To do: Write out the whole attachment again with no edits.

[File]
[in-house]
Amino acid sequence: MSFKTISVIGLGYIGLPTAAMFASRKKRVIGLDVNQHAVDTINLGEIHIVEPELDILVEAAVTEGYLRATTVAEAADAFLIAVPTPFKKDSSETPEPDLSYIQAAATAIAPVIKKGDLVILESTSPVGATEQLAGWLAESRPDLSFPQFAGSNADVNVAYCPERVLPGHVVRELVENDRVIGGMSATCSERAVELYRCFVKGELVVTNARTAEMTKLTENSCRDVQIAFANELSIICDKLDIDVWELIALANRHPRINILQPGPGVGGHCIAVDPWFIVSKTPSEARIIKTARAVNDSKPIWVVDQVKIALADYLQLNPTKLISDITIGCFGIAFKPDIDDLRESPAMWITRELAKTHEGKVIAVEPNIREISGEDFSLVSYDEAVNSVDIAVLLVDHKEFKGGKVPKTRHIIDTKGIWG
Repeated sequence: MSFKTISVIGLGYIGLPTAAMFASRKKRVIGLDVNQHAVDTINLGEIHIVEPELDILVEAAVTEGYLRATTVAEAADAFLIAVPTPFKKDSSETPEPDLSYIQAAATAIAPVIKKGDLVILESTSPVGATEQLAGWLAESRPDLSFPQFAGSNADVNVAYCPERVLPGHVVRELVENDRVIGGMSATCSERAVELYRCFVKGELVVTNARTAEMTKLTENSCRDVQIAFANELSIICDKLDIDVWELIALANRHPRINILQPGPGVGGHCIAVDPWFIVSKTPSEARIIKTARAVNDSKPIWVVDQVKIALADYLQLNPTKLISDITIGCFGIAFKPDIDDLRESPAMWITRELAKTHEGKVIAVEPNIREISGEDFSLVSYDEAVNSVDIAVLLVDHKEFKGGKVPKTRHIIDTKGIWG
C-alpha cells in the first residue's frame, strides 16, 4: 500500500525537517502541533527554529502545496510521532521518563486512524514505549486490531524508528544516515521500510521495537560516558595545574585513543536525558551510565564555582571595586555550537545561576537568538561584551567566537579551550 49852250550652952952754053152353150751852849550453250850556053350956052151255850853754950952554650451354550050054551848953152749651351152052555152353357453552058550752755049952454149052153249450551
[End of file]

[in-house]
Amino acid sequence: MSFKTISVIGLGYIGLPTAAMFASRKKRVIGLDVNQHAVDTINLGEIHIVEPELDILVEAAVTEGYLRATTVAEAADAFLIAVPTPFKKDSSETPEPDLSYIQAAATAIAPVIKKGDLVILESTSPVGATEQLAGWLAESRPDLSFPQFAGSNADVNVAYCPERVLPGHVVRELVENDRVIGGMSATCSERAVELYRCFVKGELVVTNARTAEMTKLTENSCRDVQIAFANELSIICDKLDIDVWELIALANRHPRINILQPGPGVGGHCIAVDPWFIVSKTPSEARIIKTARAVNDSKPIWVVDQVKIALADYLQLNPTKLISDITIGCFGIAFKPDIDDLRESPAMWITRELAKTHEGKVIAVEPNIREISGEDFSLVSYDEAVNSVDIAVLLVDHKEFKGGKVPKTRHIIDTKGIWG
Repeated sequence: MSFKTISVIGLGYIGLPTAAMFASRKKRVIGLDVNQHAVDTINLGEIHIVEPELDILVEAAVTEGYLRATTVAEAADAFLIAVPTPFKKDSSETPEPDLSYIQAAATAIAPVIKKGDLVILESTSPVGATEQLAGWLAESRPDLSFPQFAGSNADVNVAYCPERVLPGHVVRELVENDRVIGGMSATCSERAVELYRCFVKGELVVTNARTAEMTKLTENSCRDVQIAFANELSIICDKLDIDVWELIALANRHPRINILQPGPGVGGHCIAVDPWFIVSKTPSEARIIKTARAVNDSKPIWVVDQVKIALADYLQLNPTKLISDITIGCFGIAFKPDIDDLRESPAMWITRELAKTHEGKVIAVEPNIREISGEDFSLVSYDEAVNSVDIAVLLVDHKEFKGGKVPKTRHIIDTKGIWG
C-alpha cells in the first residue's frame, strides 16, 4: 500500500525537517502541533527554529502545496510521532521518563486512524514505549486490531524508528544516515521500510521495537560516558595545574585513543536525558551510565564555582571595586555550537545561576537568538561584551567566537579551550 49852250550652952952754053152353150751852849550453250850556053350956052151255850853754950952554650451354550050054551848953152749651351152052555152353357453552058550752755049952454149052153249450551